TIFTON — Improvements were the main discussion June 7 at the Tifton City Council workshop and special called meeting at City Hall. Budgets, bids and First Friday were also on the agenda as part of the meeting.

A public hearing on the Fiscal Year 2022 budget was held prior to the City Council workshop.

City Manager Pete Pyrzenski gave a budget update for Fiscal Year 2022.

“All in all, this is a balanced budget,” he said.

City Attorney Rob Wilmot suggested a vote at the next City Council meeting about funding Tifton-Tift County Tourism after exact monies are known regarding their shortfalls because of coronavirus.

The only vote during the workshop session was a unanimous one to approve the agenda.

Adam Cobb discussed bids received for the New River Water Pollution Control Plant and Southwest Lift Station upgrades, as well as that for the local maintenance and improving grant for road resurfacing. Cobb said bids were in range for the treatment plant and lift station.

Pyrzenski said he has a field trip planned in the future for Tifton Mayor Julie Smith and the council to see the upgrades.

East Coast Asphalt had the low bid for road resurfacing at $671,000. A road list had previously been approved.

Trey Gavin discussed Downtown Development Authority projects, which mainly concern Commerce Way. Gavin said plans are to make Commerce’s sidewalks more handicapped accessible and easier for people to patronize businesses.

Gavin said he and the Downtown Development Authority were discussing Commerce Way as “an entryway” to downtown with trees and gardens.

Public dining areas are another proposal for Commerce, but with the limited parking space — even with the side parking lot — Commerce could be a one-way street, with traffic heading north. The one-way portion would cover from Highway 82 to 3rd Street.

Gavin said public dining areas were popular in cities such as Athens and Miami last year during coronavirus with indoor dining restrictions and have remained popular since. Gavin presented artists’ renderings of what Commerce Way would look like with the new dining spaces and with one lane of traffic. From 3rd Street to the yield sign on Central Avenue would remain two-way.

Changing Commerce to one-way, Gavin said, would be critical to this project.

“It would be a lot safer coming off Highway 82,” Smith said. Pyrzenski said the Downtown Development Authority agrees. Both Pyrzenski and Gavin see Commerce Way as “a gateway” to downtown.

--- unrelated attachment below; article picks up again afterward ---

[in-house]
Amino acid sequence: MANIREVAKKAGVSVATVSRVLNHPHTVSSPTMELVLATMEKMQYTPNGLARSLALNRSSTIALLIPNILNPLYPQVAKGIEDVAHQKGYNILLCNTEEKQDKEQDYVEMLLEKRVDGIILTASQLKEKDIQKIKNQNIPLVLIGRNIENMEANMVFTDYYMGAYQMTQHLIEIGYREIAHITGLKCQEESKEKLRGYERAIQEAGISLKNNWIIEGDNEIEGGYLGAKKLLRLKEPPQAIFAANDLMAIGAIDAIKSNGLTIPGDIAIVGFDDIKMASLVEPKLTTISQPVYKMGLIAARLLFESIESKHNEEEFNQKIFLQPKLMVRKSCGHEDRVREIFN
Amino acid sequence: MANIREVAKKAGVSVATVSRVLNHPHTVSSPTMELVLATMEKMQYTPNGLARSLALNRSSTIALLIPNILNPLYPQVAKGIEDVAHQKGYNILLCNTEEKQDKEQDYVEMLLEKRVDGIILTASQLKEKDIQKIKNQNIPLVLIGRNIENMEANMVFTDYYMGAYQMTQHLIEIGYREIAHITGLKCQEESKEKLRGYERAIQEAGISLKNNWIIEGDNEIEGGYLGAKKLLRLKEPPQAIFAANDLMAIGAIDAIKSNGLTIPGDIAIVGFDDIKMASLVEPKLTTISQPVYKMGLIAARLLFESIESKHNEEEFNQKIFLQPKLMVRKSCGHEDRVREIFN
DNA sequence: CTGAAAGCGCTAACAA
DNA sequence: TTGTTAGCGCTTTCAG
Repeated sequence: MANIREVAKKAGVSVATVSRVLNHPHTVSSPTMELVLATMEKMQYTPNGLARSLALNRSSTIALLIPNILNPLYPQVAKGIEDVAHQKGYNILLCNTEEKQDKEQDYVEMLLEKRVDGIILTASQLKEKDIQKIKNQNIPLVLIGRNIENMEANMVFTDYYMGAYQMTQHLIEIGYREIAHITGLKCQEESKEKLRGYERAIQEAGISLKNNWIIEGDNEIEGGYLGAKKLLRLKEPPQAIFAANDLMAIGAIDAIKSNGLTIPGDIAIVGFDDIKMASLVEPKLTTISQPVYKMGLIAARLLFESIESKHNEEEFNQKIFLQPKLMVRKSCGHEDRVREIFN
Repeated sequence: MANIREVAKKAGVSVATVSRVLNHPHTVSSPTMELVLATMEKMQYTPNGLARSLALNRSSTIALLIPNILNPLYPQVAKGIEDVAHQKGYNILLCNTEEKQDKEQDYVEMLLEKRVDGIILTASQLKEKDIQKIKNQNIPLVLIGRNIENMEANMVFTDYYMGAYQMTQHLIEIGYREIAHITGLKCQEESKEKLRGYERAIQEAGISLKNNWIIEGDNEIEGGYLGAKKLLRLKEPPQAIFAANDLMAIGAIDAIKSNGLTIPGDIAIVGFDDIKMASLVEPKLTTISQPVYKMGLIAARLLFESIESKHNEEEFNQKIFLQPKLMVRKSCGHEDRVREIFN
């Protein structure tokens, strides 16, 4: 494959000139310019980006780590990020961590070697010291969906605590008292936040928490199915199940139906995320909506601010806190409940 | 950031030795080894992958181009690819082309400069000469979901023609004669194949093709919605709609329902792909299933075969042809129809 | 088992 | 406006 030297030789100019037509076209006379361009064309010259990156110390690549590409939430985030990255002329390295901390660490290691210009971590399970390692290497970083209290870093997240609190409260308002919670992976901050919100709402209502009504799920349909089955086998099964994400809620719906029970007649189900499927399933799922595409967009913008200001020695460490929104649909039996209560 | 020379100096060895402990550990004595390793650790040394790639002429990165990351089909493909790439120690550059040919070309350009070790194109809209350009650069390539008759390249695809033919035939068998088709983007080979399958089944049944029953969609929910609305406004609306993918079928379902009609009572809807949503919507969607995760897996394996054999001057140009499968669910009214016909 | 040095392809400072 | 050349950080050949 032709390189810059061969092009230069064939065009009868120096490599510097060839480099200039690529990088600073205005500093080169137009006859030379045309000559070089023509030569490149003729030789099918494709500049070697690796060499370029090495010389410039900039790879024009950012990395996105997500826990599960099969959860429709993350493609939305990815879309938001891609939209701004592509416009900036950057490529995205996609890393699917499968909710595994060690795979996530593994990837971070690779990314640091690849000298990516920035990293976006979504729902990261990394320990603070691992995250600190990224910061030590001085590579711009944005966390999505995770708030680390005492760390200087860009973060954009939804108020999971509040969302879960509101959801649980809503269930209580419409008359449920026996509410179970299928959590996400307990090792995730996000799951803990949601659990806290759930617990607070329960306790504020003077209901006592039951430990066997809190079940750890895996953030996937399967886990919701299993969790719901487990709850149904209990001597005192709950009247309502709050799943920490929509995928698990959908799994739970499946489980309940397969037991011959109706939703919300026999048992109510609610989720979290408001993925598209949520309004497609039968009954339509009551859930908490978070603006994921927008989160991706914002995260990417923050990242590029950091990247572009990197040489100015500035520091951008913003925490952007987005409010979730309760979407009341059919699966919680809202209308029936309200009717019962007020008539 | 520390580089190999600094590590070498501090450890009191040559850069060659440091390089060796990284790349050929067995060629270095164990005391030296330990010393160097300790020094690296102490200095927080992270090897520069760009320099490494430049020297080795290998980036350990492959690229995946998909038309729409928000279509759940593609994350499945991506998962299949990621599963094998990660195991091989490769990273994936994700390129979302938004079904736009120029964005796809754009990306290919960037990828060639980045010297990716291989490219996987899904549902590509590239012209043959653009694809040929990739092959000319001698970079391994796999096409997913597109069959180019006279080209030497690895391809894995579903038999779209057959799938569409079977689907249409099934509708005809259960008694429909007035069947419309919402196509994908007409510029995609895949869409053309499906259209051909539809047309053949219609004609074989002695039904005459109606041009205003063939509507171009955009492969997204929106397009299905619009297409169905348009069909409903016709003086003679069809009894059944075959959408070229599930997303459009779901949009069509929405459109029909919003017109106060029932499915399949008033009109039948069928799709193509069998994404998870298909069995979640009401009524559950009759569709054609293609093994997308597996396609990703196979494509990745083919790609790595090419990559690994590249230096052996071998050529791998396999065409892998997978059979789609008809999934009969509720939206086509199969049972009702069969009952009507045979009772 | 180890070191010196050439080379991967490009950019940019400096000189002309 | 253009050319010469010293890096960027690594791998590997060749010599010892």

“To be clear, the conversion from two-way to one-way really does not sacrifice the parking spaces,” Gavin said. He pointed out the angled parking on Commerce is already in the direction of the potential one-way street.

“If I were a business owner on this corridor, I’d be delighted with this work,” he said. “It is going to be a major enhancement to every business and everyone who is starting to improve these properties.”

“That street is so visible from 3rd Street all the way back out to Highway 82,” Smith said. “You can see every aspect of that road.”

Pyrzenski said the plans to improve Commerce also fixes drainage problems from rain.

Commerce Way came up again later in the workshop in regards to the Yellow Monkey Frozen Yogurt shop. Yellow Monkey, currently, located on South Virginia Avenue, will be moving to 359 Commerce. A resolution was proposed to grant the shop enterprise zone incentives.

Water lines will be replaced in another downtown project at an alley on South Main Street and U.S. 82.

Dana Chancey presented a resolution adopting the Fiscal Year 2020 audit and a resolution adopting the Fiscal Year 2022 budget. Jessica White presented a resolution for the general election to be held Nov. 2.

Abbey McLaren had a resolution recognizing First Friday events as festivals. The festival designation will allow for a “sip and stroll.”

First Fridays “will include live entertainment and promotional sales,” McLaren said. “The Main Street office and staff will ensure that participating restaurants and establishments authorized to sell alcoholic beverages within the district will be informed of the guidelines and will receive cups and wristbands at no charge.”

Alcoholic beverages would be in clear, specially marked, plastic cups. People partaking would be given a wristband and would go through identification checks.

McLaren said sip and stroll will bring a boost to revenue. The festival ordinance would run through the remainder of 2021. The first event open with the ordinance would be in July.

Smith said other communities successfully have held these type of events. She said it would be “a nice addition” to the events already taking place in Tifton.

Pyrzenski gave an update on the building code/ISO ratings, done every two years. Tifton’s current assessment is Class 2 for commercial and industrial properties, which Pyrzenski said is “remarkable.” Class 1 is the lowest and best number for the ratings.

The city held a surplus sale June 5, which brought in more than $200,000.

Pyrzenski reminded residents to lock their vehicles to attempt to deter thefts.

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